Broadly speaking, we should consider three different phases. The first one is about preparing to protect ourselves as best as possible; the second phase concerns ways to keep survivors connected; and lastly, we need to devise measures to start up a recovery. 

First of all, regarding our measures to protect people’s lives, besides building earthquake-resistant houses, if you take a look at the areas near the sea, you’ll notice that we’ve developed a network of so-called tsunami emergency towers where people who can’t quickly escape to higher ground can take refuge from the tsunami. We’ve been building them for the last ten years and we’re close to completing the project.

Those towers aside, it’s especially important to have people evacuate to higher ground as soon as the tremors stops, so we must make people understand that they should take this seriously and act quickly. According to our latest survey, around 70% of people are aware of this. Our goal, of course, is to reach a rate of 100%. We need people to think positively about this, so we’re working hard to raise awareness in many different ways. 

Another issue we’re tackling is how to deal with the many elderly people with disabilities who live in the prefecture, particularly as the population continues to age, many of whom are unable to escape by themselves. We call them “people who require special consideration”, and are devising an individual evacuation plan for each person including who will help whom when an earthquake occurs and a tsunami is expected. We’re currently working with the municipalities to develop this plan.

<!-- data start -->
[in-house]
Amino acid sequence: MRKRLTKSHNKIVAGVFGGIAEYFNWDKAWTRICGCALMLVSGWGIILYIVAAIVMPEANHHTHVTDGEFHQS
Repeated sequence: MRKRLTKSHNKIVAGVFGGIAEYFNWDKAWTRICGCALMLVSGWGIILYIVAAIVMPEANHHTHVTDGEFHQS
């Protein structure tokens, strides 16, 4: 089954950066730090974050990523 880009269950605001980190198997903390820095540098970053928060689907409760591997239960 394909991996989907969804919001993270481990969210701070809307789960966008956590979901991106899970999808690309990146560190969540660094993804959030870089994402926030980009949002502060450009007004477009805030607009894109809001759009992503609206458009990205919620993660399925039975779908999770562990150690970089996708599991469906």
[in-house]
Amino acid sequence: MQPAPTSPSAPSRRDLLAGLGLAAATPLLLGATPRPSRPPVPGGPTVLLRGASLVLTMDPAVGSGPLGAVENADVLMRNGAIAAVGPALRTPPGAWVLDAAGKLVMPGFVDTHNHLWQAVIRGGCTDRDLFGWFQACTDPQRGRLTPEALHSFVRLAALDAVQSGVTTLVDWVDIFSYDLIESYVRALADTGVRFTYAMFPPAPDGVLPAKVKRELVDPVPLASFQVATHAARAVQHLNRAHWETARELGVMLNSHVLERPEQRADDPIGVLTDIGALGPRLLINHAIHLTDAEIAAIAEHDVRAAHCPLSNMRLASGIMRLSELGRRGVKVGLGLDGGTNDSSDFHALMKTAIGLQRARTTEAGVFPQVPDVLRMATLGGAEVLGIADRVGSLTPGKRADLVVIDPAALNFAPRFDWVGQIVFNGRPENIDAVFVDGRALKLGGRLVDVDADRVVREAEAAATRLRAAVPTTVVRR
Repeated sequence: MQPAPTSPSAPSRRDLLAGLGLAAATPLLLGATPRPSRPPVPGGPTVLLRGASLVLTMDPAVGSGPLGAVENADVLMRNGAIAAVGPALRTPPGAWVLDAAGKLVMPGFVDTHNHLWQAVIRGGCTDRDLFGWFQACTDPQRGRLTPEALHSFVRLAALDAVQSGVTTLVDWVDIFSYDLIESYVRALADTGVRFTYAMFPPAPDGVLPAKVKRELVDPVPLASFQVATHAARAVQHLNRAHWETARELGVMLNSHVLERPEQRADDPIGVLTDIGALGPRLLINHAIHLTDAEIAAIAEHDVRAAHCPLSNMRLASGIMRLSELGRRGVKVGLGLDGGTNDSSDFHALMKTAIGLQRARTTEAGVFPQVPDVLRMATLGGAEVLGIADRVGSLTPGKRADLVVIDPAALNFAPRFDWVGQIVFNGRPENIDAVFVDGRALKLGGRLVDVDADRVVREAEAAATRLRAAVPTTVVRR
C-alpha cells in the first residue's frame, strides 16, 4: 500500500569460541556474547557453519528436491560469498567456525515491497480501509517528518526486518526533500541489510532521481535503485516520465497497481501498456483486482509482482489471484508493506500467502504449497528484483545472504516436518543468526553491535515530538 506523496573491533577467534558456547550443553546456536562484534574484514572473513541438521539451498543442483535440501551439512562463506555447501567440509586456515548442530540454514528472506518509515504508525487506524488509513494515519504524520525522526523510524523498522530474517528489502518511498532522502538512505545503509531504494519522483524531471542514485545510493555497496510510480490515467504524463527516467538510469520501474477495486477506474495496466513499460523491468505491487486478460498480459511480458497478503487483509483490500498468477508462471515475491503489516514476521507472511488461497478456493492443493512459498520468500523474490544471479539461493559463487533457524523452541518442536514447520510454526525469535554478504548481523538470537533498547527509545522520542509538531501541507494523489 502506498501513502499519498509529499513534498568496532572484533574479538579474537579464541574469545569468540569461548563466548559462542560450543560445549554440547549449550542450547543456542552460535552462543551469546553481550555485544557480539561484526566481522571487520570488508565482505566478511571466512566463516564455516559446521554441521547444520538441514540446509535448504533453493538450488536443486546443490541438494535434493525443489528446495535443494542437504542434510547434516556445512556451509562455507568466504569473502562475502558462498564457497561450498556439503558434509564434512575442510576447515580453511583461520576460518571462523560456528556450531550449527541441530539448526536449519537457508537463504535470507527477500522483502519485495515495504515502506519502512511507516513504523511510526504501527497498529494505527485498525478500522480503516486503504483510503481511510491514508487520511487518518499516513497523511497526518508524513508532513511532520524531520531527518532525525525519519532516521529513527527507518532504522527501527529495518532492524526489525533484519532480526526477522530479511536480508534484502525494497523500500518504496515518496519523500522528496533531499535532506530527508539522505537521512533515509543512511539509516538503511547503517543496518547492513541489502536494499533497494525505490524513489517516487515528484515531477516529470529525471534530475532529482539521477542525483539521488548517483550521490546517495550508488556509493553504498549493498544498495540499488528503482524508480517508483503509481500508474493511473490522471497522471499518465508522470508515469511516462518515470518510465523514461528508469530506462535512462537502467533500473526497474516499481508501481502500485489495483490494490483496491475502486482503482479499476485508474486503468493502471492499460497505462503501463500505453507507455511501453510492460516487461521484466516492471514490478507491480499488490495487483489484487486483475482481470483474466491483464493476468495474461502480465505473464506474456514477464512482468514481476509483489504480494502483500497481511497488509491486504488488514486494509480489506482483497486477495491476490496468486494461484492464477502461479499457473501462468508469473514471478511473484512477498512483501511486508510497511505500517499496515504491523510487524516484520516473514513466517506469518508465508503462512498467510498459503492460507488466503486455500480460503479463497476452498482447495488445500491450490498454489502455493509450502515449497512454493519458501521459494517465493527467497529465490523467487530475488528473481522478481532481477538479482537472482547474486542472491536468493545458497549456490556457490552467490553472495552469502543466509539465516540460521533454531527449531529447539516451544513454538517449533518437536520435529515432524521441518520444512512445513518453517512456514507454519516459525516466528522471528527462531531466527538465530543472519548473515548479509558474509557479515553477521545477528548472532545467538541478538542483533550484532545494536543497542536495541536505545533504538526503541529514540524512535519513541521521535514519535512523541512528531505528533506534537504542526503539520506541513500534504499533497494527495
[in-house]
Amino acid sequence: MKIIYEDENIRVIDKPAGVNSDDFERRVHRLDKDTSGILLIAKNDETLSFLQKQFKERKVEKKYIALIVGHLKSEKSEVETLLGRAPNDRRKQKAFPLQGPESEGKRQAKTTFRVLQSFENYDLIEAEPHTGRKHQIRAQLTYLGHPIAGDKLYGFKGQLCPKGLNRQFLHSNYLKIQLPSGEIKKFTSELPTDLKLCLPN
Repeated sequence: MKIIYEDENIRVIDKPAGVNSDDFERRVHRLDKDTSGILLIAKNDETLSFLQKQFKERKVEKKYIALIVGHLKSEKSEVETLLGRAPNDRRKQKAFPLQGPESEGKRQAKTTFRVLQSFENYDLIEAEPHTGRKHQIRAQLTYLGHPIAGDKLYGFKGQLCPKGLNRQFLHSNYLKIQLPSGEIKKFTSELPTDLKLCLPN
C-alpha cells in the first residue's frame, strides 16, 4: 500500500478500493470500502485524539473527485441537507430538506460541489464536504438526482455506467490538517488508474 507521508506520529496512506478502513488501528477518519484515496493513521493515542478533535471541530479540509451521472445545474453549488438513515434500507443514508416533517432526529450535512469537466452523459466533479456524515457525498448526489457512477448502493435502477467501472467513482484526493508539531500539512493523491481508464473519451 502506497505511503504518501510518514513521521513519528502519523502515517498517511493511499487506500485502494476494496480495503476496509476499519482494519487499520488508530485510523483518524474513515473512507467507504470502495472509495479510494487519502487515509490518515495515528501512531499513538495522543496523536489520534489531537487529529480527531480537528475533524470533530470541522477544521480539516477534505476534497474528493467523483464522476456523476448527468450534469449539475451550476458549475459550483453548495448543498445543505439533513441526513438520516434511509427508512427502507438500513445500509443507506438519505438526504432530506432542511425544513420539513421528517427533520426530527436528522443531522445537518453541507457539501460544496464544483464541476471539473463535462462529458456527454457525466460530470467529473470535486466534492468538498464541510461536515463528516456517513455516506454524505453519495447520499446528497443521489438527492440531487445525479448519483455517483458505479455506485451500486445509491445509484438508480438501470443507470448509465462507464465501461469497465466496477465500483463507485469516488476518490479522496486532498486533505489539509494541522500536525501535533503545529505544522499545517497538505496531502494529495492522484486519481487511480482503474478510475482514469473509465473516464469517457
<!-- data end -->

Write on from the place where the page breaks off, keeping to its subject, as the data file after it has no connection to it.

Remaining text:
The second phase I mentioned earlier is to reach and help all those who have been affected by the disaster. For this, we’ll probably need a lot of help from outside the prefecture. We’re devising measures to provide seamless support and medical relief and delivery of necessary goods. In the future, we’ll need to periodically review these plans and verify whether they’re working properly through training and drills to increase their effectiveness.

Regarding the third phase, the one focused on post-quake recovery and reconstruction, we’re looking particularly at areas along the inner coast of the prefecture. We’re currently calling on 19 municipalities to prepare what is called a pre-recovery development plan, which details how they’ll rebuild their towns in the event of a tsunami. Of course, we’re going to provide strong backup. 

At the time of the 2011 Great East Japan Earthquake, when considering a disastrous Nankai Trough earthquake in our prefecture, we estimated that approximately 42,000 people would die. However, by the end of 2021, this number had decreased by about 80% to 8,800 people thanks to the various measures we’ve devised in the last ten years. We’re currently working on the fifth stage of our action plan, which will be completed by the end of the next fiscal year, and our goal is to further halve the number of expected casualties to around 4,300 people.

Many cruise ships stop at Kochi Port. They’re often seen as serious polluters. Is this a concern for Kochi Prefecture? Also, what kind of policy do you have regarding sustainable tourism?